April is “Stress Awareness Month” and it’s time to acknowledge how stress is impacting our lives, especially within the Bangladeshi community. As a first-generation and eldest daughter, there was a time in my life when I had been addicted to stress. High levels of stress were a norm in my home as I watched my parents sacrifice their own happiness to make a living for their children. What they were failing to realize was how stress was slowly killing them.
Growing up, I watched stress become an unconscious addiction for the elders of my family; they stressed over finances, over raising their kids in a way that seemed “perfect” to them, and over finding the balance between the western world and their Bangladeshi cultures/traditions. Stress is our body’s reaction to such challenges. Furthermore, stress is an emotion and a contributing factor to the physical tension that is passed down from generation to generation.
My parents faced many challenges. They left their motherland behind to create a better life for their children in a foreign country. They worked difficult jobs to provide for us while struggling to communicate in the English language. In 2018, my mother was diagnosed with breast cancer with no trace of this cancer in her family tree. Looking back, it was easy to determine that her cancer was due to the high levels of stress she had endured for years and continues to endure. But, it didn’t have to be that way.
For most of us, we fail to recognize and acknowledge how stress negatively impacts our mind, body and soul. In fact, there are tons of medical conditions and illnesses affiliated to stress such as high blood pressure, anxiety, heart-attacks and cancer, just to name a few.
The obstacles that our parents faced and continue to face are far from anything we, first-generation children, will ever understand, but the importance of controlling stress in each of our lives remains universal. Here, right now, as we explore the importance of bringing mental health awareness to our Bangladeshi community, it is equally as important to bring awareness on how to control our stress levels.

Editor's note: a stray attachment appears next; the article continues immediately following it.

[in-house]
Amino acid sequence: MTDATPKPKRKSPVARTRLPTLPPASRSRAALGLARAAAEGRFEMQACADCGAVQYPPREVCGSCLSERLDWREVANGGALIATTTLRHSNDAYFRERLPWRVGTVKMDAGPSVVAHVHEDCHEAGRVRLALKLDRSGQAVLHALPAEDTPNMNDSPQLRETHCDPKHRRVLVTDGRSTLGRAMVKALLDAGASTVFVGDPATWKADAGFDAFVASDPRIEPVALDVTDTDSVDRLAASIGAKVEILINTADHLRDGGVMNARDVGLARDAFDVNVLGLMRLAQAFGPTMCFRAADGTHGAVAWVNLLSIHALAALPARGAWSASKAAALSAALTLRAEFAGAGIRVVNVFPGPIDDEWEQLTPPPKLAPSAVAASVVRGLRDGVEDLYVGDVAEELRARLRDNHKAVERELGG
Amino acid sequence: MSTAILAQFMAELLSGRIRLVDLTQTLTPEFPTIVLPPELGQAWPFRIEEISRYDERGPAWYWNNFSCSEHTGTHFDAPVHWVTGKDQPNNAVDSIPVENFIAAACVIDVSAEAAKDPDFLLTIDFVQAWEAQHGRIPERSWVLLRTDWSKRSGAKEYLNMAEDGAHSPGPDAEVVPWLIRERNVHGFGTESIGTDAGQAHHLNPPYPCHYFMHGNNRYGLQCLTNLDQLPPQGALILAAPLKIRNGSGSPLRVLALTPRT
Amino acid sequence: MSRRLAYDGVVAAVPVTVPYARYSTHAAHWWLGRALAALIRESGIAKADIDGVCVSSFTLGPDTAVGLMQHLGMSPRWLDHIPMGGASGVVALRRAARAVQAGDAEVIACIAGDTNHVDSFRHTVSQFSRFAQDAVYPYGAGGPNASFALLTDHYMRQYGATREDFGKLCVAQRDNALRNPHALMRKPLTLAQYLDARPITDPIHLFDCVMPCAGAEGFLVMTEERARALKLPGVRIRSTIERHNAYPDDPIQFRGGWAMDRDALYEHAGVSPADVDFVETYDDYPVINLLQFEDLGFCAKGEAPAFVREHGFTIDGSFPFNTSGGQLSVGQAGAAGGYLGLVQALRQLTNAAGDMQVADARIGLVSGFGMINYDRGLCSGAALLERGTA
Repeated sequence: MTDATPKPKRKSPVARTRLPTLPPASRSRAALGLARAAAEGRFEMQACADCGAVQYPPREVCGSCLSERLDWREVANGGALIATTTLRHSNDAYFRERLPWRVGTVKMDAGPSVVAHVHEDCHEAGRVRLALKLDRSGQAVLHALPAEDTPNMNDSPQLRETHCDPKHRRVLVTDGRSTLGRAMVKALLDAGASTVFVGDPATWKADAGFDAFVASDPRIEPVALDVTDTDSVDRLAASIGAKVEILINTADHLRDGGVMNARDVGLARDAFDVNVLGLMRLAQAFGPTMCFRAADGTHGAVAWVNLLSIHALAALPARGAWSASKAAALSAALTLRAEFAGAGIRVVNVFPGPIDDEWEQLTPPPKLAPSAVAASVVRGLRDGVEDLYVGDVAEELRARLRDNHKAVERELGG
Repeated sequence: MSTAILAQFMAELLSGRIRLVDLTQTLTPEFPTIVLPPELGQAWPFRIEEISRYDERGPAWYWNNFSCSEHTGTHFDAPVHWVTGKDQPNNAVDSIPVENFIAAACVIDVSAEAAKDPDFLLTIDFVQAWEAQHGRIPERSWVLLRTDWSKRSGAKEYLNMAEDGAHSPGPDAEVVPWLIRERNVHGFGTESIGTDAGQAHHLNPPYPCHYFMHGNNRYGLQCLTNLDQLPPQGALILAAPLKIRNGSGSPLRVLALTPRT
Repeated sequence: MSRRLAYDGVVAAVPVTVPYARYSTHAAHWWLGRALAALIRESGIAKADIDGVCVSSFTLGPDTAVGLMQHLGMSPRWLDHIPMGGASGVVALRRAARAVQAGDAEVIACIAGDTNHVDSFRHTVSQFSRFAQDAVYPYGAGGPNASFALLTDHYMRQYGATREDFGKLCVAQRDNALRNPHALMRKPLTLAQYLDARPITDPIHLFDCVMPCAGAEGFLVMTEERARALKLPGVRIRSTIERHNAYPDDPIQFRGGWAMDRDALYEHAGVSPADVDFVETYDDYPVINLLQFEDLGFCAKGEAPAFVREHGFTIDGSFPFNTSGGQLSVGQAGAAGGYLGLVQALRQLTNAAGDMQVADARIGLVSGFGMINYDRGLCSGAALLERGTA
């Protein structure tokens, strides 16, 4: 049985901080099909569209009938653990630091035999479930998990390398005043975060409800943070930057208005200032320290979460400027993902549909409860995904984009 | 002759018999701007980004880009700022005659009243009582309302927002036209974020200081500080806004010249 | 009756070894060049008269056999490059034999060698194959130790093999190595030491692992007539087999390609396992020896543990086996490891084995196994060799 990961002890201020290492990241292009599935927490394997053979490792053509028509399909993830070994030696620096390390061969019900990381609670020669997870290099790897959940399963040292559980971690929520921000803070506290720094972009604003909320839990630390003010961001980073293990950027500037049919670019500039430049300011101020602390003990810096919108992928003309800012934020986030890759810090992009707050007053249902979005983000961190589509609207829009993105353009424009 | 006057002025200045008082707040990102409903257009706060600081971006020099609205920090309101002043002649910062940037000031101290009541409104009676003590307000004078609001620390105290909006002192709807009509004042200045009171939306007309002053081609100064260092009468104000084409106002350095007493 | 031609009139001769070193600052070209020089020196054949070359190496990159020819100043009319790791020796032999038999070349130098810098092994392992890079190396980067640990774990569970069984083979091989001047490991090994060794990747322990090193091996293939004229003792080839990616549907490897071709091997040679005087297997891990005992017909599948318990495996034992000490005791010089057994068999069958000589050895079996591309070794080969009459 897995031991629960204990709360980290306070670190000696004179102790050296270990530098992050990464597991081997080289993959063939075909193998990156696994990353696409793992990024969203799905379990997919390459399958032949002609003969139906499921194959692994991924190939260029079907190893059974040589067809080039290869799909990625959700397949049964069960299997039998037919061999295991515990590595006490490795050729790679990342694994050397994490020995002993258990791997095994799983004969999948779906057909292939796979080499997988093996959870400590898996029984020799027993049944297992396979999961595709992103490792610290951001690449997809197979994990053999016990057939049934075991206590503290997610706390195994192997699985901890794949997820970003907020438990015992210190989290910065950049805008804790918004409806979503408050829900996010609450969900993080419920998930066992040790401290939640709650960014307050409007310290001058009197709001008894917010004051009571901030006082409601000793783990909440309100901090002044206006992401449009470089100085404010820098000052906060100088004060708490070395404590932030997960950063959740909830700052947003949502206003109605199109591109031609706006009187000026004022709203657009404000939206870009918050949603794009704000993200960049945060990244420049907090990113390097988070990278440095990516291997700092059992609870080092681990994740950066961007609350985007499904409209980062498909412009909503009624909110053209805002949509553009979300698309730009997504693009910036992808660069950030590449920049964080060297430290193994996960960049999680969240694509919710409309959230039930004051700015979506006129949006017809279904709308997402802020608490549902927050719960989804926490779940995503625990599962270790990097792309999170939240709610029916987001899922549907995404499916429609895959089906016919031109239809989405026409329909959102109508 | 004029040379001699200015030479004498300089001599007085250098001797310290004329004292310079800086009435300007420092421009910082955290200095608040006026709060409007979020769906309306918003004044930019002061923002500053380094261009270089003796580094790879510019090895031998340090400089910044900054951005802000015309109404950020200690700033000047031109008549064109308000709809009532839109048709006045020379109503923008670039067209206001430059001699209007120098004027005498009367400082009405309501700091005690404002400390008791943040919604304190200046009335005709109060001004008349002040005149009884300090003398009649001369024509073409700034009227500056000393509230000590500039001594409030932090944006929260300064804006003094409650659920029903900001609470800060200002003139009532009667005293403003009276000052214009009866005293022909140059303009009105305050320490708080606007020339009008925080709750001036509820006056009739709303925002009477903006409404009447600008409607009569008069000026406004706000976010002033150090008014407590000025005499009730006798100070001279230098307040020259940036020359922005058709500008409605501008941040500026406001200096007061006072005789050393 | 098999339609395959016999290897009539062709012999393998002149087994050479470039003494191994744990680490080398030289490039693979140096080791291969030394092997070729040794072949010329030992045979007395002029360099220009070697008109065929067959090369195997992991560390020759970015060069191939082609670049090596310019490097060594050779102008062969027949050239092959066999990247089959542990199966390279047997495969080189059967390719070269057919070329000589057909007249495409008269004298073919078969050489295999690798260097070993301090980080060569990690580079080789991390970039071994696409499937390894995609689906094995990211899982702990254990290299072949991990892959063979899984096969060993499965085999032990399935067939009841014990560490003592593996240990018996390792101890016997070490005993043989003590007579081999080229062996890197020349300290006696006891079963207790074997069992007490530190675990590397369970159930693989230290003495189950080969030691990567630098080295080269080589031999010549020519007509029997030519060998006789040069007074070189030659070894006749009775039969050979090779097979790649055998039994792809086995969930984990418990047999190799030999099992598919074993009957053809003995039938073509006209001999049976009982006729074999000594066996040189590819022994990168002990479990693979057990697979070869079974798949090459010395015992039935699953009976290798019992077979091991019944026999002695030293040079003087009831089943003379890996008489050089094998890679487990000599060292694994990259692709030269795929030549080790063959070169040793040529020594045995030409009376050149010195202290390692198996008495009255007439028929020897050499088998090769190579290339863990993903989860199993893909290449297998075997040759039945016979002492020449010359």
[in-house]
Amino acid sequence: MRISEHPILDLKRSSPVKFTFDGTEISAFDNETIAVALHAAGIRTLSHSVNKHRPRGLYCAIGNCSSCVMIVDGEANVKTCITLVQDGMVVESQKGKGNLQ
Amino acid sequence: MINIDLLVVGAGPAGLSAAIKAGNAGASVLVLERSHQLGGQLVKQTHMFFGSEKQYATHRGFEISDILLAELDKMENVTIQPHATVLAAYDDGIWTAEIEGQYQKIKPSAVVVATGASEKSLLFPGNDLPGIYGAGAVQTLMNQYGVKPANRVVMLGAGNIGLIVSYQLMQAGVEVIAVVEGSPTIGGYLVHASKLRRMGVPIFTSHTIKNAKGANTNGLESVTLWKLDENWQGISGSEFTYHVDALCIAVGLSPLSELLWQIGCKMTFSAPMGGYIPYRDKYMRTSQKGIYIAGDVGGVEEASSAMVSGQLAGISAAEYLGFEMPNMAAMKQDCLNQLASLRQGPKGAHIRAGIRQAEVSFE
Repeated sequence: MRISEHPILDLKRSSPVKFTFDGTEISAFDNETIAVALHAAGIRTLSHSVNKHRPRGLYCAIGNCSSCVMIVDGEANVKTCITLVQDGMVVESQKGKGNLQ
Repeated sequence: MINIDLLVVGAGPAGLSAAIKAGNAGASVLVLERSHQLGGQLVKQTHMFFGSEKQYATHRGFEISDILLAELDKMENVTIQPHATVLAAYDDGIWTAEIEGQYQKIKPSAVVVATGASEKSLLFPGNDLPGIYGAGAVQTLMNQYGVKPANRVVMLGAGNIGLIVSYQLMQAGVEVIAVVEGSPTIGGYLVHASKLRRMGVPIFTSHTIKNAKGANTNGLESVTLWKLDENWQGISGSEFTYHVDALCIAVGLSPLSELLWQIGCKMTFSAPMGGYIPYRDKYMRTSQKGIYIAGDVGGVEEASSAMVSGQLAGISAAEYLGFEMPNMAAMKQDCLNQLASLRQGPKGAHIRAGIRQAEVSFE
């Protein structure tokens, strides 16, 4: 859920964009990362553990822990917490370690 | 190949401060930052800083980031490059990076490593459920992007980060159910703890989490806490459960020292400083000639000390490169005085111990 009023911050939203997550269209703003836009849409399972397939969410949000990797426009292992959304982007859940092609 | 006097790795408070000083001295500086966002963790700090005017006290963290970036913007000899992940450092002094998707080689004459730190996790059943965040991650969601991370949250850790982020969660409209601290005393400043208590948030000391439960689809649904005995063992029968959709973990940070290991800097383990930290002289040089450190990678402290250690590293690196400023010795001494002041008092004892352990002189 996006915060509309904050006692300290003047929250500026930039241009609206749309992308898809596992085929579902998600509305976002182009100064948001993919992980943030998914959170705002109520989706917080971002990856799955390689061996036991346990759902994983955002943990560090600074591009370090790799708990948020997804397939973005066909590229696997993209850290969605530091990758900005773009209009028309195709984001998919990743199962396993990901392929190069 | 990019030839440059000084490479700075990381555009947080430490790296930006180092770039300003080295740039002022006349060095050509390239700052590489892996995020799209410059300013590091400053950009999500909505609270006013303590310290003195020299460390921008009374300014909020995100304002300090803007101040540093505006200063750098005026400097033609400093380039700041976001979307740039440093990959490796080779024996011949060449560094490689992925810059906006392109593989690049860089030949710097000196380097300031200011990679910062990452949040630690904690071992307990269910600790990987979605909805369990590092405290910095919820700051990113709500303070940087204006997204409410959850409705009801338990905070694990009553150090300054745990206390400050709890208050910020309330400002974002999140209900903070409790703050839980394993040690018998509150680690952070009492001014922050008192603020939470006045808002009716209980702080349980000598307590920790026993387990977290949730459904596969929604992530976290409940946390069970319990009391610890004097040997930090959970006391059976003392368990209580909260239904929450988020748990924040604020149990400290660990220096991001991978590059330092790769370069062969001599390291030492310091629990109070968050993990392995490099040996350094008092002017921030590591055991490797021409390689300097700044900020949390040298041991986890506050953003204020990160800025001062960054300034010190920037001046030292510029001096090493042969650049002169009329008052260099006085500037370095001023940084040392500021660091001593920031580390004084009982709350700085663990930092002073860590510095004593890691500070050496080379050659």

There are several ways to release stress including meditating, which allows you to sit with your thoughts, acknowledge which thoughts are no longer serving you, allow those thoughts to flow through and then release them from your mind. Another way to release stress is through journaling, by writing down whatever is weighing heavy on your mind and feeling the energy of releasing those thoughts as you put your pen to paper. For releasing stress more instantly, one can take slow deep breaths in through the nose and out through the mouth to send a calming signal straight to your brain which then relaxes your body. Since our mind and body are connected, another effective way to release stress is through movement and that can be as simple as going for a walk. One can also take a bath or shower to allow the water to wash away any tension in the mind and body. There are many more ways to release stress including, Emotional Freedom Technique, and Hypnotherapy, both of which I do with my clients. But all the above tools and techniques mentioned are ones that anyone can do on their own at any given time.
Understand that you can let go of high levels of stress. You have the power over your mind and what you focus on. Stress does not have to ruin your life like it has for so many of us already. So, share this message with your loved ones and bring these stress relief practices into your homes and into your communities. The purpose here is simple: a reminder of the birthright we have of living stress free.